We have graduated from St Louis, Commonwealth, and Prospect, and relish the successful days all the more for the less than fish days. It is always a good day as we start out to the water regardless of how many fish we bring home.

Another trick I learned, was to freeze most of the fish caught (usually too late to eat by the time we came home) and to then have a big fish fry or smoking later. The stored stash really brought back the memories of the trips, and how many fish we actually caught.
 
BadTaco6

BadTaco6

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Joined
Apr 17, 2021
Messages
4
Last spring conditions prompted me to attempt re-introducing fishing to my youngest before he aged out of interest (he was 18 ..). In some sense, the pandemic was a blessing in disguise for me (us?) in that it provided the impetus for some quality shared time. Since then, we have religiously hit the water weekly.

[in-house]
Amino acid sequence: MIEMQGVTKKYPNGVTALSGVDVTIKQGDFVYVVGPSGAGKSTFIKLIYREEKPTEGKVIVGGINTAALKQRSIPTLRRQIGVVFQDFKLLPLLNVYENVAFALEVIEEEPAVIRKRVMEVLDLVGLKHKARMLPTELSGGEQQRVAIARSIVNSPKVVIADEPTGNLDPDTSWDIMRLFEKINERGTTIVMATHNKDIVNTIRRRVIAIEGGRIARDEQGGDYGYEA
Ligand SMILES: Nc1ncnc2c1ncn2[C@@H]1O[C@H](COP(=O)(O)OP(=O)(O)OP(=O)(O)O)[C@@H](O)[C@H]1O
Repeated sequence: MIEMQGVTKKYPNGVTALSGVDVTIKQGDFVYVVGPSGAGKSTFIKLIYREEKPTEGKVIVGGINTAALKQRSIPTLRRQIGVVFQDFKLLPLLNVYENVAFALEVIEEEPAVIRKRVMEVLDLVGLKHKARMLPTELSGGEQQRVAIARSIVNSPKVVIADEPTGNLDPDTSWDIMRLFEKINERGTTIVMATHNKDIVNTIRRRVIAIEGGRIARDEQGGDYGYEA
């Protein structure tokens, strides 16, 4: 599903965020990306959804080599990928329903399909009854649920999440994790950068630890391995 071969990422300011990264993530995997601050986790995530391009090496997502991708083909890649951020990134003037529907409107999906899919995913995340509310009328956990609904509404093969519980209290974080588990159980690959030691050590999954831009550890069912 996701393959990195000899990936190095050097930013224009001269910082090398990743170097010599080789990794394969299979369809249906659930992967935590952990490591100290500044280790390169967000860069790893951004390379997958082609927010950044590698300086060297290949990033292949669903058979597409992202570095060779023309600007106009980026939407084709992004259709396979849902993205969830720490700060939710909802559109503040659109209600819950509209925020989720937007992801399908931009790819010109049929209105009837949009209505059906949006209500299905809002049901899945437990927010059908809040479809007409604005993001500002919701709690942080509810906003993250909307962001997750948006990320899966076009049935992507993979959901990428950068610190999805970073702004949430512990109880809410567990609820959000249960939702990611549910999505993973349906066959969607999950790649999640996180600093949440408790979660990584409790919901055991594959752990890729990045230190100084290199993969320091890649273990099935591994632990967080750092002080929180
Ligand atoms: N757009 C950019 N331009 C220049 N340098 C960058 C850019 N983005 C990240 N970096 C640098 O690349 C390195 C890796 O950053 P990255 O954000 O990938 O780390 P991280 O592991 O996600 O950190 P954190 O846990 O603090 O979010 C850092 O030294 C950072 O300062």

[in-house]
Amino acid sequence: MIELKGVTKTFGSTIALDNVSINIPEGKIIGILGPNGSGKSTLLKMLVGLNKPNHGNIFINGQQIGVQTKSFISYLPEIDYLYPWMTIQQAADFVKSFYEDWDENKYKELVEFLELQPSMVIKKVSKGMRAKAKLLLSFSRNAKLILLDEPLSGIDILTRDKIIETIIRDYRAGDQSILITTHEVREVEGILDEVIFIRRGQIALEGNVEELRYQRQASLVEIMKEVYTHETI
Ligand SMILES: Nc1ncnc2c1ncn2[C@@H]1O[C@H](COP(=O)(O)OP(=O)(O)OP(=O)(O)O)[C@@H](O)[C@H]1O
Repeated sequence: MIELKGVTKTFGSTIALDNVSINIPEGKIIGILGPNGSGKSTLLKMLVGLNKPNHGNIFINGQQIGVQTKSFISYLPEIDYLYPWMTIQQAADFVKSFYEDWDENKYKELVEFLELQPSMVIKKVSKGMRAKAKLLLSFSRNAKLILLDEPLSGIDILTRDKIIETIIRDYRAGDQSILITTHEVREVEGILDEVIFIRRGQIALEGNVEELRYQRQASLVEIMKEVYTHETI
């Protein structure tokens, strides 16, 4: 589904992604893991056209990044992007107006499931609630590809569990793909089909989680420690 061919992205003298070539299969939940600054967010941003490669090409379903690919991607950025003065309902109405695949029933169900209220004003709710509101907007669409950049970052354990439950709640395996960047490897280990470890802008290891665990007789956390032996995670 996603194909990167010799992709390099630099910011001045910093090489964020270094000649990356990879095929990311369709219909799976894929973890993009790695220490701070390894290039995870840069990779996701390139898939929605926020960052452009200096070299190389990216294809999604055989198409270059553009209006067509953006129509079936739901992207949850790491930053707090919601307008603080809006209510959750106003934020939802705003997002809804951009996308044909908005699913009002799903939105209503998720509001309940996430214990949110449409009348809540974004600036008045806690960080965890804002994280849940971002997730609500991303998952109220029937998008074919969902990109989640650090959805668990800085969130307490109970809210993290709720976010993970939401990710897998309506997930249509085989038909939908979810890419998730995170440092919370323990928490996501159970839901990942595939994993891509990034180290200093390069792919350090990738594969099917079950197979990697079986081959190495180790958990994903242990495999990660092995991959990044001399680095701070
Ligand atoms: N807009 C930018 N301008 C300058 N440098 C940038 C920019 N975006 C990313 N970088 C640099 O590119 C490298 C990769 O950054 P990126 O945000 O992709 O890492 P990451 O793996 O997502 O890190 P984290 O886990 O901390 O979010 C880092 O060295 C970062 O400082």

Starting out at St Louis ponds, we both started learning how to fish in Oregon. I learned to fish for steelhead and trout in BC, and had to adjust to the local nuances. We were modestly successful in our first few outings, catching only enough fish to keep coming back for more. Slowly, we graduated to larger lakes (Trillium, Lost, Harriet, Hagg), and then introduced fly fishing from the boat (canoe).

After some moderate success on the lakes, we then attempted some stream fishing (Breitenbush, Santiam, Deschutes) to again moderate success. Several outings on the Deschutes came to naught, but the Breitenbush was generous to us.